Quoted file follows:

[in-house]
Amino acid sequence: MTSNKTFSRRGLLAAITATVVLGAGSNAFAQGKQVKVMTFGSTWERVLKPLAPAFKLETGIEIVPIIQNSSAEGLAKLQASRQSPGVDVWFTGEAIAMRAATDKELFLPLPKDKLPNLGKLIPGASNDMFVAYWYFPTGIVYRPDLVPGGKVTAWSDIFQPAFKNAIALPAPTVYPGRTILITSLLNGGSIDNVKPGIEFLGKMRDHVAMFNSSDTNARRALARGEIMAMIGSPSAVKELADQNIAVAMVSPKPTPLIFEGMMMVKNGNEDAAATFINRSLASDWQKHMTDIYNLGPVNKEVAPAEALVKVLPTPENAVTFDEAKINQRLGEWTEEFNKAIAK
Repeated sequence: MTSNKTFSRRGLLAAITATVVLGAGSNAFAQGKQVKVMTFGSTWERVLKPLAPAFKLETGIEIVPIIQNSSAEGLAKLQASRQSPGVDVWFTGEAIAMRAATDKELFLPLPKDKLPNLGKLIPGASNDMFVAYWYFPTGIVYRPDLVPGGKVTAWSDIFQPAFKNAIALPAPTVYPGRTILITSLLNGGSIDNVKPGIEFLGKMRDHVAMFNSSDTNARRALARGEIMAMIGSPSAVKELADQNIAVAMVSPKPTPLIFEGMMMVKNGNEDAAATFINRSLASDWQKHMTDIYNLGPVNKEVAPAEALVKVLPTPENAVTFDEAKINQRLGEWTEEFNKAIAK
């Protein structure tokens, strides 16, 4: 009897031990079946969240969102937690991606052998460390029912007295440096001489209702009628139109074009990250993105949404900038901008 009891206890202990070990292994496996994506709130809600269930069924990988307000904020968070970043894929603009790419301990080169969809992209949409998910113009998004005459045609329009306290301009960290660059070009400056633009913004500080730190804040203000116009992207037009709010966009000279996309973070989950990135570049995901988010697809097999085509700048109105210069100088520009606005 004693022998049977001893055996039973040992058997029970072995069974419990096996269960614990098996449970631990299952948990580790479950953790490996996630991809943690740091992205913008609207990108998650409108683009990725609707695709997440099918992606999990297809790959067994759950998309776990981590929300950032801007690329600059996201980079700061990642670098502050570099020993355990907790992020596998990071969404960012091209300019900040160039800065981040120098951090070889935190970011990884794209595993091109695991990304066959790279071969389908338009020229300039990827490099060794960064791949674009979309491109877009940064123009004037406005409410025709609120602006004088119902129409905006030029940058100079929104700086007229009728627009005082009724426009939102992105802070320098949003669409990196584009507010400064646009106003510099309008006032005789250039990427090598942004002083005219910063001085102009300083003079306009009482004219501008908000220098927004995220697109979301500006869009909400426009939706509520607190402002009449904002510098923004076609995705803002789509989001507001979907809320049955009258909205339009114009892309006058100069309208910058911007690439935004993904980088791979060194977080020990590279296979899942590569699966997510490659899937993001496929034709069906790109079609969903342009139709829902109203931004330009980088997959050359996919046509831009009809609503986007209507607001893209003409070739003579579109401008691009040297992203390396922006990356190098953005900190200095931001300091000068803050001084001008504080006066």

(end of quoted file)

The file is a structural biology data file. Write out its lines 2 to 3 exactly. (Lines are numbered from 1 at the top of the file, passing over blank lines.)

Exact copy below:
Amino acid sequence: MTSNKTFSRRGLLAAITATVVLGAGSNAFAQGKQVKVMTFGSTWERVLKPLAPAFKLETGIEIVPIIQNSSAEGLAKLQASRQSPGVDVWFTGEAIAMRAATDKELFLPLPKDKLPNLGKLIPGASNDMFVAYWYFPTGIVYRPDLVPGGKVTAWSDIFQPAFKNAIALPAPTVYPGRTILITSLLNGGSIDNVKPGIEFLGKMRDHVAMFNSSDTNARRALARGEIMAMIGSPSAVKELADQNIAVAMVSPKPTPLIFEGMMMVKNGNEDAAATFINRSLASDWQKHMTDIYNLGPVNKEVAPAEALVKVLPTPENAVTFDEAKINQRLGEWTEEFNKAIAK
Repeated sequence: MTSNKTFSRRGLLAAITATVVLGAGSNAFAQGKQVKVMTFGSTWERVLKPLAPAFKLETGIEIVPIIQNSSAEGLAKLQASRQSPGVDVWFTGEAIAMRAATDKELFLPLPKDKLPNLGKLIPGASNDMFVAYWYFPTGIVYRPDLVPGGKVTAWSDIFQPAFKNAIALPAPTVYPGRTILITSLLNGGSIDNVKPGIEFLGKMRDHVAMFNSSDTNARRALARGEIMAMIGSPSAVKELADQNIAVAMVSPKPTPLIFEGMMMVKNGNEDAAATFINRSLASDWQKHMTDIYNLGPVNKEVAPAEALVKVLPTPENAVTFDEAKINQRLGEWTEEFNKAIAK